Persecuted Rohingya Muslims fleeing Myanmar face a dangerous journey on their way to freedom in Thailand and Malaysia.
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For many, art helps showcase the beauty they see around the world. For others, it’s a type of guerrilla warfare where art and activism collide. Coloured pencils or paintbrushes replace guns, allowing artists to express and examine how societies are constructed and function.
“You can expose so many things that can’t be exposed otherwise,” American artist Molly Crabapple told TIME magazine about what drives her work. Crabapple joins The Stream on Monday to discuss her depictions of the Syrian crisis and camps in northern Iraq and Lebanon, as well as her new partnership with American civil rights leader Bryan Stevenson. Together, they created an animated short exploring the history of African-American lynchings after the Civil War and into the 1960s. It aims to provide context to contemporary race dynamics in the US.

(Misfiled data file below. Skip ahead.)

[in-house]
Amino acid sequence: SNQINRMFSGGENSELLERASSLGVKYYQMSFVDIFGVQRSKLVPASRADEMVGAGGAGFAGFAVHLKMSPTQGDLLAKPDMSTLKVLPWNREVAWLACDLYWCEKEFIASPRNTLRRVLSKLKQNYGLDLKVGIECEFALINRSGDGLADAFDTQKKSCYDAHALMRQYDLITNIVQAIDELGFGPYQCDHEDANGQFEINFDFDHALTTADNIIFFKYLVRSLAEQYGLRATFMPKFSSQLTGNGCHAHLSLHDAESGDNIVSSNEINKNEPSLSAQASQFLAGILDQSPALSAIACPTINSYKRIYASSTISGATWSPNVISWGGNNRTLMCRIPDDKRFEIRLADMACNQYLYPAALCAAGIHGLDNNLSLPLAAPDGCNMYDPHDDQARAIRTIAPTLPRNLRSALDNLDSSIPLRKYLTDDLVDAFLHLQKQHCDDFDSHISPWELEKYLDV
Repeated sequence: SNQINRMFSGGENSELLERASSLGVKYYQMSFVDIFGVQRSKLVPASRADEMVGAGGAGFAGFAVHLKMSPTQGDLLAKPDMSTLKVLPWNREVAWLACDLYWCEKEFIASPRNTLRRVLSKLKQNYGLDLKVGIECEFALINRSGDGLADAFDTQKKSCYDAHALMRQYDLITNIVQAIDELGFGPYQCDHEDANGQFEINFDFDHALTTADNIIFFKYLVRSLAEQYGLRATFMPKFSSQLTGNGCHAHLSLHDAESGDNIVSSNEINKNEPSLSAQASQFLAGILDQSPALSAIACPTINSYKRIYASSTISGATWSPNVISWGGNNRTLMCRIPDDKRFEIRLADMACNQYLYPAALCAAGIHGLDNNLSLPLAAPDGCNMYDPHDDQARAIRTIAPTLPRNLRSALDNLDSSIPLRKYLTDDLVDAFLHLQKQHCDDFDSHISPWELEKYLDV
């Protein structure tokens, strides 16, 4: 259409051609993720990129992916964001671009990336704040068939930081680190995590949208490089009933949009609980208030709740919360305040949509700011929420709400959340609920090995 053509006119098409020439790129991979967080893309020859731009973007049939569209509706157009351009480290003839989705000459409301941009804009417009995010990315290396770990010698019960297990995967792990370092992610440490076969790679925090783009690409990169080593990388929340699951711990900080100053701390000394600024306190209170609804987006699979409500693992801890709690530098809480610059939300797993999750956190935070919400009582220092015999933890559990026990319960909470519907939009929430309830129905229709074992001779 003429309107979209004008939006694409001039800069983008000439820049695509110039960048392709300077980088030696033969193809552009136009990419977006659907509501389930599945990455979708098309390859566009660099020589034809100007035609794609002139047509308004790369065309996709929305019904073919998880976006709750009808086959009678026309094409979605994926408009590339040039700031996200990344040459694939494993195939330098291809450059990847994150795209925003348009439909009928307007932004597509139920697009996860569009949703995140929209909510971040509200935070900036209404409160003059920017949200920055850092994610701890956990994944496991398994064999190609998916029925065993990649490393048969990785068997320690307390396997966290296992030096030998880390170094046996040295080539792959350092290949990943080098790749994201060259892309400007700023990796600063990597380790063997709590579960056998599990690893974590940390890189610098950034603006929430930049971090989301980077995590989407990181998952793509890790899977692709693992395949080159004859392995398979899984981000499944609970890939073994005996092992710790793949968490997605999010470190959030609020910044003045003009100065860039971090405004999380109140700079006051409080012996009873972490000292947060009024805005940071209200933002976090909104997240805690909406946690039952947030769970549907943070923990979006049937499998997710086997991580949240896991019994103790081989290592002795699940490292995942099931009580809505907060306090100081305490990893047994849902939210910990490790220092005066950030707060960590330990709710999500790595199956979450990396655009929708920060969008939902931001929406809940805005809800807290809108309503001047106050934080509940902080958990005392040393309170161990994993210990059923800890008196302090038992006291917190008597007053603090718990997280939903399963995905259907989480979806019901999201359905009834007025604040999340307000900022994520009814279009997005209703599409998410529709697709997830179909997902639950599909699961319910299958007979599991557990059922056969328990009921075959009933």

Crabapple will be joined on The Stream by artists Steve Lambert and Rajkamal Kahlon, who are using artistic expression to raise public awareness about social issues, like the impact capitalism has on society.
We’ll discuss the impact art has on political activism and the cultural changes made when the two collide.
In this episode of The Stream:
Molly Crabapple @mollycrabapple
Artist and Journalist
Steve Lambert @SteveLambert
Annya Sand @annyasand
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